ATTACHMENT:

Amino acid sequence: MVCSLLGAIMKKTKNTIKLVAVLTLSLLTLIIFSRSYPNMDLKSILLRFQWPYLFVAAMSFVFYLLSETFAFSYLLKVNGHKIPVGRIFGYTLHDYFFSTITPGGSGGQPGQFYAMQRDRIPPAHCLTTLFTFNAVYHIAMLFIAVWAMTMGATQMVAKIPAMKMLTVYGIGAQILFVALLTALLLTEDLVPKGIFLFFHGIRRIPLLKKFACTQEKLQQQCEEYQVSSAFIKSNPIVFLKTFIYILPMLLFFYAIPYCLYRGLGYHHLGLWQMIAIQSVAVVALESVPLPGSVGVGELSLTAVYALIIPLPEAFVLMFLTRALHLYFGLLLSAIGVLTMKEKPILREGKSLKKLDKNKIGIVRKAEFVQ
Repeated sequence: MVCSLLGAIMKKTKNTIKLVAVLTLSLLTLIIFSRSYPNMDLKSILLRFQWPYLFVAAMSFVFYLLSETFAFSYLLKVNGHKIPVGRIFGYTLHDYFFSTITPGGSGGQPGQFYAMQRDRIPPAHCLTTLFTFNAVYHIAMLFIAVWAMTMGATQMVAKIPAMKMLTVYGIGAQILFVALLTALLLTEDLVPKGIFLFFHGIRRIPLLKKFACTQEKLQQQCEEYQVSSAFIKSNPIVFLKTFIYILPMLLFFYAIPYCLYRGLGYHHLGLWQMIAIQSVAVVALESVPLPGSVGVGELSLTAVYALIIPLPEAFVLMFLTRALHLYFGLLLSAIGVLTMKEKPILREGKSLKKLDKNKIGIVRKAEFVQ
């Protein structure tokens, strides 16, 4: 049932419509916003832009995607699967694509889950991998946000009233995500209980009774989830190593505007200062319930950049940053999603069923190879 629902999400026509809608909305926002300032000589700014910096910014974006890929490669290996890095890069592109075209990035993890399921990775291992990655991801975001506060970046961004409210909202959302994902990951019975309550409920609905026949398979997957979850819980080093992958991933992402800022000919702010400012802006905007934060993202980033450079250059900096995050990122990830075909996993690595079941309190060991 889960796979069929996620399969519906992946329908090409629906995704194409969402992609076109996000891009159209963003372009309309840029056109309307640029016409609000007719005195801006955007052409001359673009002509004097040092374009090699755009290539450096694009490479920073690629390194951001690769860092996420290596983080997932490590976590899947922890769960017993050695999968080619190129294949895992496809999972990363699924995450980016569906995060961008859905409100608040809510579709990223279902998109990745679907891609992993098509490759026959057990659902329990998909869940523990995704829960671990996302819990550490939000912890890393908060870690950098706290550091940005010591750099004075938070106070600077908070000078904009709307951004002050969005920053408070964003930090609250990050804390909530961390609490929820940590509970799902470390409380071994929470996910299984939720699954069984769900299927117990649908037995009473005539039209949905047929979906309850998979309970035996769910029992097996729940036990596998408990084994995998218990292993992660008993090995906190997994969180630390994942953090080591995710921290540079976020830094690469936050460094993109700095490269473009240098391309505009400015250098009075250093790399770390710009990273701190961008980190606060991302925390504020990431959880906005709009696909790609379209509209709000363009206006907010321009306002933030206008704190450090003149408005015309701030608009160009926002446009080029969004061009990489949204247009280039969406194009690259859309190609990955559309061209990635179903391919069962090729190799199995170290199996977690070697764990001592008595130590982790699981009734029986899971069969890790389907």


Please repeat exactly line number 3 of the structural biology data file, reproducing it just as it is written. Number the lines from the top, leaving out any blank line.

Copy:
């Protein structure tokens, strides 16, 4: 049932419509916003832009995607699967694509889950991998946000009233995500209980009774989830190593505007200062319930950049940053999603069923190879 629902999400026509809608909305926002300032000589700014910096910014974006890929490669290996890095890069592109075209990035993890399921990775291992990655991801975001506060970046961004409210909202959302994902990951019975309550409920609905026949398979997957979850819980080093992958991933992402800022000919702010400012802006905007934060993202980033450079250059900096995050990122990830075909996993690595079941309190060991 889960796979069929996620399969519906992946329908090409629906995704194409969402992609076109996000891009159209963003372009309309840029056109309307640029016409609000007719005195801006955007052409001359673009002509004097040092374009090699755009290539450096694009490479920073690629390194951001690769860092996420290596983080997932490590976590899947922890769960017993050695999968080619190129294949895992496809999972990363699924995450980016569906995060961008859905409100608040809510579709990223279902998109990745679907891609992993098509490759026959057990659902329990998909869940523990995704829960671990996302819990550490939000912890890393908060870690950098706290550091940005010591750099004075938070106070600077908070000078904009709307951004002050969005920053408070964003930090609250990050804390909530961390609490929820940590509970799902470390409380071994929470996910299984939720699954069984769900299927117990649908037995009473005539039209949905047929979906309850998979309970035996769910029992097996729940036990596998408990084994995998218990292993992660008993090995906190997994969180630390994942953090080591995710921290540079976020830094690469936050460094993109700095490269473009240098391309505009400015250098009075250093790399770390710009990273701190961008980190606060991302925390504020990431959880906005709009696909790609379209509209709000363009206006907010321009306002933030206008704190450090003149408005015309701030608009160009926002446009080029969004061009990489949204247009280039969406194009690259859309190609990955559309061209990635179903391919069962090729190799199995170290199996977690070697764990001592008595130590982790699981009734029986899971069969890790389907």